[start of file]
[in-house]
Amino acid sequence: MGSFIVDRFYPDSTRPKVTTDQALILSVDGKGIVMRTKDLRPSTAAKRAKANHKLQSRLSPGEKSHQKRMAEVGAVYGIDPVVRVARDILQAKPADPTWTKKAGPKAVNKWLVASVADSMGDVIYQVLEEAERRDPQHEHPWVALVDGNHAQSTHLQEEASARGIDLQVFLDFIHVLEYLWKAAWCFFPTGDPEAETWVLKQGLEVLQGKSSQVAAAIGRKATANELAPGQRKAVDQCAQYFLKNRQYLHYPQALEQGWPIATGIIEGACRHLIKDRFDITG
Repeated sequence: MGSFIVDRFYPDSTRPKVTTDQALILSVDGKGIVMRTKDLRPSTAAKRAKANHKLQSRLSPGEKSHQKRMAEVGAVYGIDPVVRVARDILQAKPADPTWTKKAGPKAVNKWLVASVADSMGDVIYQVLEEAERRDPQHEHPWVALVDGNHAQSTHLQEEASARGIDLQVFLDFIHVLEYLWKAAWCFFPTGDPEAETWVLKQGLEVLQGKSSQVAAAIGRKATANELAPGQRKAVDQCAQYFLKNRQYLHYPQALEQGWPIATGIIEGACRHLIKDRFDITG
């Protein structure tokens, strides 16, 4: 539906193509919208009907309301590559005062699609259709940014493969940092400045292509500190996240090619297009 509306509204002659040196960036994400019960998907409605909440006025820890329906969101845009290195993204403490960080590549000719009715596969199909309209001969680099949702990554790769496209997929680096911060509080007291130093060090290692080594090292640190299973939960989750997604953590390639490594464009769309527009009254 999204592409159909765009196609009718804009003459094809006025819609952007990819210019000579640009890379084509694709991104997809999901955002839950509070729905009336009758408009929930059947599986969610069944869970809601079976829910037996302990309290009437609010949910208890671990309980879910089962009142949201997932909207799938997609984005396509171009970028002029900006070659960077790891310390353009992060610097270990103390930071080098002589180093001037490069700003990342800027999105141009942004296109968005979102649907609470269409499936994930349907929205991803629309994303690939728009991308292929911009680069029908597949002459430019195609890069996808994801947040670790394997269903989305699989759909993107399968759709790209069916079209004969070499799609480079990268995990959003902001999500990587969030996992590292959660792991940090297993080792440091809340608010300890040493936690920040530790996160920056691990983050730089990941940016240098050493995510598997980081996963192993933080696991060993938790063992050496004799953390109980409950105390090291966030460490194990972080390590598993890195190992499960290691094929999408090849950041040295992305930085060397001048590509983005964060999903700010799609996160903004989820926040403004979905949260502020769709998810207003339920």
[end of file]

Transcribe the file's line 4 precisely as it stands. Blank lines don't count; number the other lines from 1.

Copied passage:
């Protein structure tokens, strides 16, 4: 539906193509919208009907309301590559005062699609259709940014493969940092400045292509500190996240090619297009 509306509204002659040196960036994400019960998907409605909440006025820890329906969101845009290195993204403490960080590549000719009715596969199909309209001969680099949702990554790769496209997929680096911060509080007291130093060090290692080594090292640190299973939960989750997604953590390639490594464009769309527009009254 999204592409159909765009196609009718804009003459094809006025819609952007990819210019000579640009890379084509694709991104997809999901955002839950509070729905009336009758408009929930059947599986969610069944869970809601079976829910037996302990309290009437609010949910208890671990309980879910089962009142949201997932909207799938997609984005396509171009970028002029900006070659960077790891310390353009992060610097270990103390930071080098002589180093001037490069700003990342800027999105141009942004296109968005979102649907609470269409499936994930349907929205991803629309994303690939728009991308292929911009680069029908597949002459430019195609890069996808994801947040670790394997269903989305699989759909993107399968759709790209069916079209004969070499799609480079990268995990959003902001999500990587969030996992590292959660792991940090297993080792440091809340608010300890040493936690920040530790996160920056691990983050730089990941940016240098050493995510598997980081996963192993933080696991060993938790063992050496004799953390109980409950105390090291966030460490194990972080390590598993890195190992499960290691094929999408090849950041040295992305930085060397001048590509983005964060999903700010799609996160903004989820926040403004979905949260502020769709998810207003339920």